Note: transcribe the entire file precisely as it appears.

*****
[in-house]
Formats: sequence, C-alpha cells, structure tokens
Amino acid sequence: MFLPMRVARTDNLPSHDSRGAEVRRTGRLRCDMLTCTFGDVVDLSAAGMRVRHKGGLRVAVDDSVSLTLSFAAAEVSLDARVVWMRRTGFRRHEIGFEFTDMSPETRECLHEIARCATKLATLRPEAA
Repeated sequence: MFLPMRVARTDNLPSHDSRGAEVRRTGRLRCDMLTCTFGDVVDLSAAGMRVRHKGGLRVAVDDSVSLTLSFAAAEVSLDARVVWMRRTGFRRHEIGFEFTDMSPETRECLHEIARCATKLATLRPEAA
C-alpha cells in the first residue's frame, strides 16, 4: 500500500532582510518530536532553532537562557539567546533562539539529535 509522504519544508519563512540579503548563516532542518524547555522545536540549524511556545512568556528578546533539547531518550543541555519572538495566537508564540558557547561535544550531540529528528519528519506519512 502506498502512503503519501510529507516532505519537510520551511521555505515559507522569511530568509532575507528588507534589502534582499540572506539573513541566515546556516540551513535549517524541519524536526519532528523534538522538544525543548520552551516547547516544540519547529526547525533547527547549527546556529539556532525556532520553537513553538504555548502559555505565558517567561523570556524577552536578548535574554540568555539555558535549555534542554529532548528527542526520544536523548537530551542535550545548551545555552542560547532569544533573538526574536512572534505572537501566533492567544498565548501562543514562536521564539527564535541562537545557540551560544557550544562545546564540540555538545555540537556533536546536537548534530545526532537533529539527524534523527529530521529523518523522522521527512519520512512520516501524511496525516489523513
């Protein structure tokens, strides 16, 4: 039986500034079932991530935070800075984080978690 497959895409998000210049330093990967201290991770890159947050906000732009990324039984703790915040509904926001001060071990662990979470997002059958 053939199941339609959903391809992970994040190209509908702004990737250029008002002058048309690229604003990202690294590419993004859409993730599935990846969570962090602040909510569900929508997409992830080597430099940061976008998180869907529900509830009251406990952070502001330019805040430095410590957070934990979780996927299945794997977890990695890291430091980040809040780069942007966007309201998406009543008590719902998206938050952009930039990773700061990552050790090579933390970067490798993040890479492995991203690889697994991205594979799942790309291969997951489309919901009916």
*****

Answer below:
[in-house]
Formats: sequence, C-alpha cells, structure tokens
Amino acid sequence: MFLPMRVARTDNLPSHDSRGAEVRRTGRLRCDMLTCTFGDVVDLSAAGMRVRHKGGLRVAVDDSVSLTLSFAAAEVSLDARVVWMRRTGFRRHEIGFEFTDMSPETRECLHEIARCATKLATLRPEAA
Repeated sequence: MFLPMRVARTDNLPSHDSRGAEVRRTGRLRCDMLTCTFGDVVDLSAAGMRVRHKGGLRVAVDDSVSLTLSFAAAEVSLDARVVWMRRTGFRRHEIGFEFTDMSPETRECLHEIARCATKLATLRPEAA
C-alpha cells in the first residue's frame, strides 16, 4: 500500500532582510518530536532553532537562557539567546533562539539529535 509522504519544508519563512540579503548563516532542518524547555522545536540549524511556545512568556528578546533539547531518550543541555519572538495566537508564540558557547561535544550531540529528528519528519506519512 502506498502512503503519501510529507516532505519537510520551511521555505515559507522569511530568509532575507528588507534589502534582499540572506539573513541566515546556516540551513535549517524541519524536526519532528523534538522538544525543548520552551516547547516544540519547529526547525533547527547549527546556529539556532525556532520553537513553538504555548502559555505565558517567561523570556524577552536578548535574554540568555539555558535549555534542554529532548528527542526520544536523548537530551542535550545548551545555552542560547532569544533573538526574536512572534505572537501566533492567544498565548501562543514562536521564539527564535541562537545557540551560544557550544562545546564540540555538545555540537556533536546536537548534530545526532537533529539527524534523527529530521529523518523522522521527512519520512512520516501524511496525516489523513
């Protein structure tokens, strides 16, 4: 039986500034079932991530935070800075984080978690 497959895409998000210049330093990967201290991770890159947050906000732009990324039984703790915040509904926001001060071990662990979470997002059958 053939199941339609959903391809992970994040190209509908702004990737250029008002002058048309690229604003990202690294590419993004859409993730599935990846969570962090602040909510569900929508997409992830080597430099940061976008998180869907529900509830009251406990952070502001330019805040430095410590957070934990979780996927299945794997977890990695890291430091980040809040780069942007966007309201998406009543008590719902998206938050952009930039990773700061990552050790090579933390970067490798993040890479492995991203690889697994991205594979799942790309291969997951489309919901009916």